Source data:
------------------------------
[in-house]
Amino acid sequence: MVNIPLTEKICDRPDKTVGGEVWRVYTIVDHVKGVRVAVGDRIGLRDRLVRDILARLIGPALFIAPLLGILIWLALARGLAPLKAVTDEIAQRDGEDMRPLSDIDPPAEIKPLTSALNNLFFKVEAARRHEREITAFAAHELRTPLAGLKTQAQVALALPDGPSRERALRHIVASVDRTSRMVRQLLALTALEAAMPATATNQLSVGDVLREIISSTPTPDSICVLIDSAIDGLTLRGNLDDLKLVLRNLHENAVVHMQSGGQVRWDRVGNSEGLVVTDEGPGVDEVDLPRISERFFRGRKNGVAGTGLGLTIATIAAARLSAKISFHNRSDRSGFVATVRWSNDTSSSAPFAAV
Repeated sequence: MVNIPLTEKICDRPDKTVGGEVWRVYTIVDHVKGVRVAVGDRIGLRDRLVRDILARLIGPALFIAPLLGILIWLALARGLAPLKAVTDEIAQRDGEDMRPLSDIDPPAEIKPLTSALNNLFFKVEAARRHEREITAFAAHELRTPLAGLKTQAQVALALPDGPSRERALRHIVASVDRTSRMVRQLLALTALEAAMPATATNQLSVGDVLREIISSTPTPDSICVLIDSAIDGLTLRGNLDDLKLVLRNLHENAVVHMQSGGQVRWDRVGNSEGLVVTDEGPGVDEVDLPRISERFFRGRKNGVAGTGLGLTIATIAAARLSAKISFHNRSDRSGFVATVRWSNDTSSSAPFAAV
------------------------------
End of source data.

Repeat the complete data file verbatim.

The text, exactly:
[in-house]
Amino acid sequence: MVNIPLTEKICDRPDKTVGGEVWRVYTIVDHVKGVRVAVGDRIGLRDRLVRDILARLIGPALFIAPLLGILIWLALARGLAPLKAVTDEIAQRDGEDMRPLSDIDPPAEIKPLTSALNNLFFKVEAARRHEREITAFAAHELRTPLAGLKTQAQVALALPDGPSRERALRHIVASVDRTSRMVRQLLALTALEAAMPATATNQLSVGDVLREIISSTPTPDSICVLIDSAIDGLTLRGNLDDLKLVLRNLHENAVVHMQSGGQVRWDRVGNSEGLVVTDEGPGVDEVDLPRISERFFRGRKNGVAGTGLGLTIATIAAARLSAKISFHNRSDRSGFVATVRWSNDTSSSAPFAAV
Repeated sequence: MVNIPLTEKICDRPDKTVGGEVWRVYTIVDHVKGVRVAVGDRIGLRDRLVRDILARLIGPALFIAPLLGILIWLALARGLAPLKAVTDEIAQRDGEDMRPLSDIDPPAEIKPLTSALNNLFFKVEAARRHEREITAFAAHELRTPLAGLKTQAQVALALPDGPSRERALRHIVASVDRTSRMVRQLLALTALEAAMPATATNQLSVGDVLREIISSTPTPDSICVLIDSAIDGLTLRGNLDDLKLVLRNLHENAVVHMQSGGQVRWDRVGNSEGLVVTDEGPGVDEVDLPRISERFFRGRKNGVAGTGLGLTIATIAAARLSAKISFHNRSDRSGFVATVRWSNDTSSSAPFAAV